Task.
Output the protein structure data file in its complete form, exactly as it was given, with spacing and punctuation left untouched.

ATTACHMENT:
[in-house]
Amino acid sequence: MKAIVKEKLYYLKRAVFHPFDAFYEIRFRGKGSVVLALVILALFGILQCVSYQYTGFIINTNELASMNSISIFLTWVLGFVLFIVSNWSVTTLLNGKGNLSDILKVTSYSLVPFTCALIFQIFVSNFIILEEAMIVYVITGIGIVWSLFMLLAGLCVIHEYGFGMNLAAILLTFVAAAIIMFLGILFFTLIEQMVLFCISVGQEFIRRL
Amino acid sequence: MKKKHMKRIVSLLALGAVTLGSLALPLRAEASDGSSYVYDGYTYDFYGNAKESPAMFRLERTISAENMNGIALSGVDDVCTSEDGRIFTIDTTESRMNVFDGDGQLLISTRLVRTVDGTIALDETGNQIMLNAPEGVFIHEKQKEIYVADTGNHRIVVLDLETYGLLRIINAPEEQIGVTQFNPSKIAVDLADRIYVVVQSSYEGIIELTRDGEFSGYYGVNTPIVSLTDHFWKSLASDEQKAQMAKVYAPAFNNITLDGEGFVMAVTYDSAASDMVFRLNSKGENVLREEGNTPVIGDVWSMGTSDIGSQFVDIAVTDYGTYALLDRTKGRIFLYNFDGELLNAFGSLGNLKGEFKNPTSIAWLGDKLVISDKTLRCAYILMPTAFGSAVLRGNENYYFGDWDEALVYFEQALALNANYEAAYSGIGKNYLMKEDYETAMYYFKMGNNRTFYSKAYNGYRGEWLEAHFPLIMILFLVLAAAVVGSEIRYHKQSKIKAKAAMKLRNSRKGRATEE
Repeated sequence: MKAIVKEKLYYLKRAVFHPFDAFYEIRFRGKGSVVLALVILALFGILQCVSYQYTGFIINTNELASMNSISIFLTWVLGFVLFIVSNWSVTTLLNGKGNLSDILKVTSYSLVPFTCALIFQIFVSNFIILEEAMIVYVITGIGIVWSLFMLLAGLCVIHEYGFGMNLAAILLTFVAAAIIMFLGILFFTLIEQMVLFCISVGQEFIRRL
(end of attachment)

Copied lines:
[in-house]
Amino acid sequence: MKAIVKEKLYYLKRAVFHPFDAFYEIRFRGKGSVVLALVILALFGILQCVSYQYTGFIINTNELASMNSISIFLTWVLGFVLFIVSNWSVTTLLNGKGNLSDILKVTSYSLVPFTCALIFQIFVSNFIILEEAMIVYVITGIGIVWSLFMLLAGLCVIHEYGFGMNLAAILLTFVAAAIIMFLGILFFTLIEQMVLFCISVGQEFIRRL
Amino acid sequence: MKKKHMKRIVSLLALGAVTLGSLALPLRAEASDGSSYVYDGYTYDFYGNAKESPAMFRLERTISAENMNGIALSGVDDVCTSEDGRIFTIDTTESRMNVFDGDGQLLISTRLVRTVDGTIALDETGNQIMLNAPEGVFIHEKQKEIYVADTGNHRIVVLDLETYGLLRIINAPEEQIGVTQFNPSKIAVDLADRIYVVVQSSYEGIIELTRDGEFSGYYGVNTPIVSLTDHFWKSLASDEQKAQMAKVYAPAFNNITLDGEGFVMAVTYDSAASDMVFRLNSKGENVLREEGNTPVIGDVWSMGTSDIGSQFVDIAVTDYGTYALLDRTKGRIFLYNFDGELLNAFGSLGNLKGEFKNPTSIAWLGDKLVISDKTLRCAYILMPTAFGSAVLRGNENYYFGDWDEALVYFEQALALNANYEAAYSGIGKNYLMKEDYETAMYYFKMGNNRTFYSKAYNGYRGEWLEAHFPLIMILFLVLAAAVVGSEIRYHKQSKIKAKAAMKLRNSRKGRATEE
Repeated sequence: MKAIVKEKLYYLKRAVFHPFDAFYEIRFRGKGSVVLALVILALFGILQCVSYQYTGFIINTNELASMNSISIFLTWVLGFVLFIVSNWSVTTLLNGKGNLSDILKVTSYSLVPFTCALIFQIFVSNFIILEEAMIVYVITGIGIVWSLFMLLAGLCVIHEYGFGMNLAAILLTFVAAAIIMFLGILFFTLIEQMVLFCISVGQEFIRRL